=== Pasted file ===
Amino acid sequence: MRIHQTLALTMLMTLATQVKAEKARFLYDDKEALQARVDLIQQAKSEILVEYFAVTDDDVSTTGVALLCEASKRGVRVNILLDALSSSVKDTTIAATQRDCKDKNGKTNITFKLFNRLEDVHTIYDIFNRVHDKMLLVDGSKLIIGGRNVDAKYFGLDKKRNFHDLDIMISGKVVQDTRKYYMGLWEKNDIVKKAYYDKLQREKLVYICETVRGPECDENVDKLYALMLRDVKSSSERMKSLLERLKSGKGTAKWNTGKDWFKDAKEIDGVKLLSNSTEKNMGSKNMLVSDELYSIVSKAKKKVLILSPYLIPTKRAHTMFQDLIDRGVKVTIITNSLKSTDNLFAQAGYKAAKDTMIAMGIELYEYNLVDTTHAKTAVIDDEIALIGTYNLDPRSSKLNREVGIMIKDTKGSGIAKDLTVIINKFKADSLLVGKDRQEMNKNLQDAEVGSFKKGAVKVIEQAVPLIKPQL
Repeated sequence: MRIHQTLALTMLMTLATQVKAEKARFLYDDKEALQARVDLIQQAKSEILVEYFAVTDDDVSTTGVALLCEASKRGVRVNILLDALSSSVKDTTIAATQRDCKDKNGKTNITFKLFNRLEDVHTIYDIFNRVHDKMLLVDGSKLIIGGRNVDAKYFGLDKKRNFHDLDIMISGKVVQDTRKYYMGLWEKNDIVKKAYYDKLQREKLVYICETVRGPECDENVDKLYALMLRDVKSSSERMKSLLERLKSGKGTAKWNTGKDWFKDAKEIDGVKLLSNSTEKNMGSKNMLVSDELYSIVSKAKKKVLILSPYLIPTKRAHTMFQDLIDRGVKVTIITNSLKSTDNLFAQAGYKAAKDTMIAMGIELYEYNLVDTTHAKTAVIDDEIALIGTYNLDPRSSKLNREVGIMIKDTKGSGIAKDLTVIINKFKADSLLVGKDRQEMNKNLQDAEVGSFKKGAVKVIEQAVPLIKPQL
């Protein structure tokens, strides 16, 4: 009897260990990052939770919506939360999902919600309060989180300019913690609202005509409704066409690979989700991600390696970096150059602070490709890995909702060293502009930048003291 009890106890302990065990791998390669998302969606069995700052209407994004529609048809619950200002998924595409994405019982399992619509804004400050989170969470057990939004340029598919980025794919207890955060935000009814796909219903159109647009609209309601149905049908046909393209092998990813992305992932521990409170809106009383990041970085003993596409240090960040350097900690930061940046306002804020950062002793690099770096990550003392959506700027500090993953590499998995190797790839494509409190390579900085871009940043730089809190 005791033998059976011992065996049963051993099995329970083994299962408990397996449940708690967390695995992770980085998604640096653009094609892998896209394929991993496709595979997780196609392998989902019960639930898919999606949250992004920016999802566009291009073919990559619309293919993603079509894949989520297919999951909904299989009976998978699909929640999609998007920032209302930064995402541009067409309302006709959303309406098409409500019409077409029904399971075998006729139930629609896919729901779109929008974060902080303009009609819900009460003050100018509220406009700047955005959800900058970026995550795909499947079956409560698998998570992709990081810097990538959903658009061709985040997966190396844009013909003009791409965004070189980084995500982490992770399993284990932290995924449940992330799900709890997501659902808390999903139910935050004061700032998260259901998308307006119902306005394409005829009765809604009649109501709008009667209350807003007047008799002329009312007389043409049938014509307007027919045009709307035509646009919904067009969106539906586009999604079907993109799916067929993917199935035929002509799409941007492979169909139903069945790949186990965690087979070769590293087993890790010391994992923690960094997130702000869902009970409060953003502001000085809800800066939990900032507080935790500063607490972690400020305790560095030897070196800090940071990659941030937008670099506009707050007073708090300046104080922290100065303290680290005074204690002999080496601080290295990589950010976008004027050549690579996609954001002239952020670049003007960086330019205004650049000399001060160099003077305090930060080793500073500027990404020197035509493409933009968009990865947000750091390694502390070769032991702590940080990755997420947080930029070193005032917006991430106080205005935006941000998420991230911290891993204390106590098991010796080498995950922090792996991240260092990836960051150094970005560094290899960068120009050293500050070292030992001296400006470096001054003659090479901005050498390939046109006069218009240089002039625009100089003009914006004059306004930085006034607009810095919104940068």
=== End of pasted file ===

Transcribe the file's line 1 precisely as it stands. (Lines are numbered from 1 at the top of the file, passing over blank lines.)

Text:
Amino acid sequence: MRIHQTLALTMLMTLATQVKAEKARFLYDDKEALQARVDLIQQAKSEILVEYFAVTDDDVSTTGVALLCEASKRGVRVNILLDALSSSVKDTTIAATQRDCKDKNGKTNITFKLFNRLEDVHTIYDIFNRVHDKMLLVDGSKLIIGGRNVDAKYFGLDKKRNFHDLDIMISGKVVQDTRKYYMGLWEKNDIVKKAYYDKLQREKLVYICETVRGPECDENVDKLYALMLRDVKSSSERMKSLLERLKSGKGTAKWNTGKDWFKDAKEIDGVKLLSNSTEKNMGSKNMLVSDELYSIVSKAKKKVLILSPYLIPTKRAHTMFQDLIDRGVKVTIITNSLKSTDNLFAQAGYKAAKDTMIAMGIELYEYNLVDTTHAKTAVIDDEIALIGTYNLDPRSSKLNREVGIMIKDTKGSGIAKDLTVIINKFKADSLLVGKDRQEMNKNLQDAEVGSFKKGAVKVIEQAVPLIKPQL